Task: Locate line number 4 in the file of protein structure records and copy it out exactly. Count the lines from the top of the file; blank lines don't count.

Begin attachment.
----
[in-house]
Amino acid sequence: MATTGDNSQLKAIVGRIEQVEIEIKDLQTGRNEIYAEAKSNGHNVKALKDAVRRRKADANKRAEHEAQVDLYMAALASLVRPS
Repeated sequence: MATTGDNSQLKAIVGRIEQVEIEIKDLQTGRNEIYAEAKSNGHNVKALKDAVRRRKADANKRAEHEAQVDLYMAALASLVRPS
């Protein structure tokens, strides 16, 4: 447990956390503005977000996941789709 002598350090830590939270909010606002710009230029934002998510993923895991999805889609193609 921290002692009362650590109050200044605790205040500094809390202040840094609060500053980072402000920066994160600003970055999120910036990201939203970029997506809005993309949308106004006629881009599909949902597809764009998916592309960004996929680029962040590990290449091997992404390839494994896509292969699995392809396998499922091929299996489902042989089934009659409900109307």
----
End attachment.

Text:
């Protein structure tokens, strides 16, 4: 447990956390503005977000996941789709 002598350090830590939270909010606002710009230029934002998510993923895991999805889609193609 921290002692009362650590109050200044605790205040500094809390202040840094609060500053980072402000920066994160600003970055999120910036990201939203970029997506809005993309949308106004006629881009599909949902597809764009998916592309960004996929680029962040590990290449091997992404390839494994896509292969699995392809396998499922091929299996489902042989089934009659409900109307």